A CORONAVIRUS grant will help a Salisbury family counselling charity cope with increased demand after referrals of children suffering mental health issues has doubled.

The Family Counselling Trust Wiltshire has been awarded £6,600 from Wiltshire Community Foundation’s Coronavirus Response Fund.

How the grant will be used

It will help pay the salary of its family liaison officer and fund courses of six counselling sessions for dozens of children aged between five and 18 from low-income families who are referred by schools, GPs and their parents.

The trust treated more than 100 children and young people last year.

'We are busier than ever'

The trust’s chairman Dr Alison Sankey said the grant will make a "huge difference" and will allow it to cope with the additional demand.

“Since the schools went back in March we have seen referrals double and we are busier than ever," she added.

“There are many more highly anxious children and a lot who have been really affected by bereavement, often of grandparents who may have played an important role in supporting the family.”

She said the young people being referred have been more exposed to traumatic situations because of lockdowns or being sent home from school because of Covid cases.

“Children are often experiencing these much more intensely because they have been stuck at home, particularly where they may be domestic abuse or substance abuse,” she said.

“They are seeing stuff that they may have been aware of but perhaps not so exposed to before.”

Dr Sankey said anxiety manifests itself in many ways and can lead to tension and family breakdowns.

“It can lead to not eating, not sleeping, lost confidence in social situations, difficulty in making friends, fears about going to school and fear about what is happening at home,” she added.

“You also see meltdowns and aggression in younger children. It is very common to see aggression displayed as a form of anxiety because they can’t actually recognise they are anxious.”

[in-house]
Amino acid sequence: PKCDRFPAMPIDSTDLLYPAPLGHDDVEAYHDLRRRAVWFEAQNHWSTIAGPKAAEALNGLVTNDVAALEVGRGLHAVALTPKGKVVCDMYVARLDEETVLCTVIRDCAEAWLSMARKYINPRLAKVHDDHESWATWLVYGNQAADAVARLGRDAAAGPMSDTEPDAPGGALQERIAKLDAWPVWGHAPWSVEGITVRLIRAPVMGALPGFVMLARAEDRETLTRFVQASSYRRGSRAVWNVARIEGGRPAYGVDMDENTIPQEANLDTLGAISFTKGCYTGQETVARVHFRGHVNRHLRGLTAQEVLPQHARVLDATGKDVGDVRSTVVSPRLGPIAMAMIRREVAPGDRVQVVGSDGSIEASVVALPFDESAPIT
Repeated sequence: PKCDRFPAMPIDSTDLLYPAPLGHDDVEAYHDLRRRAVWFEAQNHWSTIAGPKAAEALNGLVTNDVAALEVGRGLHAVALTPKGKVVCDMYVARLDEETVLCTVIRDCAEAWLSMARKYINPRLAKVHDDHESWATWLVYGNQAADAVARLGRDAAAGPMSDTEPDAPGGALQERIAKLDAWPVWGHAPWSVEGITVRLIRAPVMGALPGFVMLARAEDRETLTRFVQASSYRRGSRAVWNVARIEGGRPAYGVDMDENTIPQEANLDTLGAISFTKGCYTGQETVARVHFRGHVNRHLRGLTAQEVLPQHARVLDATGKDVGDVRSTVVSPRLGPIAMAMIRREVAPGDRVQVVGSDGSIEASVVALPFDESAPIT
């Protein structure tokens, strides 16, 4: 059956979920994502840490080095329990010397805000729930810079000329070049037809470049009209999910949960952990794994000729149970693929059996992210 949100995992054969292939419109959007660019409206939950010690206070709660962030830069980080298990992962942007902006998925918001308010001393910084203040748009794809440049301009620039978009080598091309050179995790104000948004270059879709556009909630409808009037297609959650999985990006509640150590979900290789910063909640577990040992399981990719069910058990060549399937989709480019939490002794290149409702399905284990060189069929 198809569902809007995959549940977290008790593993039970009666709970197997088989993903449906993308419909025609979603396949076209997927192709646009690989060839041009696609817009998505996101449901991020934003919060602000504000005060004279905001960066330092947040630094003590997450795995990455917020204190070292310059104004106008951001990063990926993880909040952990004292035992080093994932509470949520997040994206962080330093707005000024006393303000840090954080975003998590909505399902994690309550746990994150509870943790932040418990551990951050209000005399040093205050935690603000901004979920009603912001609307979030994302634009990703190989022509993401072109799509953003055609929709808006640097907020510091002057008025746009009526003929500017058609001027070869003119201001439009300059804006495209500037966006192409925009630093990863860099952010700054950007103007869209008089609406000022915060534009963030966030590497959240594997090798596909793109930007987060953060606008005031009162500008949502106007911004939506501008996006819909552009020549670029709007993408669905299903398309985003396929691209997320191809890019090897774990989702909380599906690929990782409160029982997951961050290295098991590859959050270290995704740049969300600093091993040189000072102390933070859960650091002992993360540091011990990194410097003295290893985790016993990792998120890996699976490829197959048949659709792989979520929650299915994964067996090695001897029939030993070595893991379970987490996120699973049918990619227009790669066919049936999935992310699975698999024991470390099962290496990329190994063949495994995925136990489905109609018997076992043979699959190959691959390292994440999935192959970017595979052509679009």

'Tackling issues early'

The majority of children the trust sees are aged between 11 and 12.

Dr Sankey said it is important to tackle issues early. “If you don’t address these problems in children early they continue into adolescence and adulthood,” said Dr Sankey.

“The vast majority of more serious mental health problems begin in adolescence and if you can treat them before that it makes a massive difference.”

The trust

The trust works in the Salisbury and west Wiltshire area as well as around Chippenham and Devizes, although it wants to recruit more therapists in the north of the county and is also targeting Army families around Salisbury Plain.

The charity, which has four branches covering Wiltshire, Hampshire, Somerset and Dorset and was recently visited by Wiltshire High Sheriff Sir Charles Hobhouse, assesses each referral and connects the child with a suitable therapist in their area.

Wiltshire Community Foundation

Wiltshire Community Foundation’s Coronavirus Response Fund, has already distributed £1.5 million to more than 350 groups across the county.

Wiltshire Community Foundation joint chief executive Fiona Oliver said: “It is no secret that children and younger people have suffered over lockdown because of the isolation and increased pressure on them but to hear referrals have doubled really underlines that.

“The Family Counselling Trust Wiltshire is doing a wonderful job because its early intervention for these young people is not only helping low-income families in incredibly difficult circumstances, it is potentially relieving pressure on mental health services further down the line.”

Visit: counsellingtrust.org and wiltshirecf.org.uk


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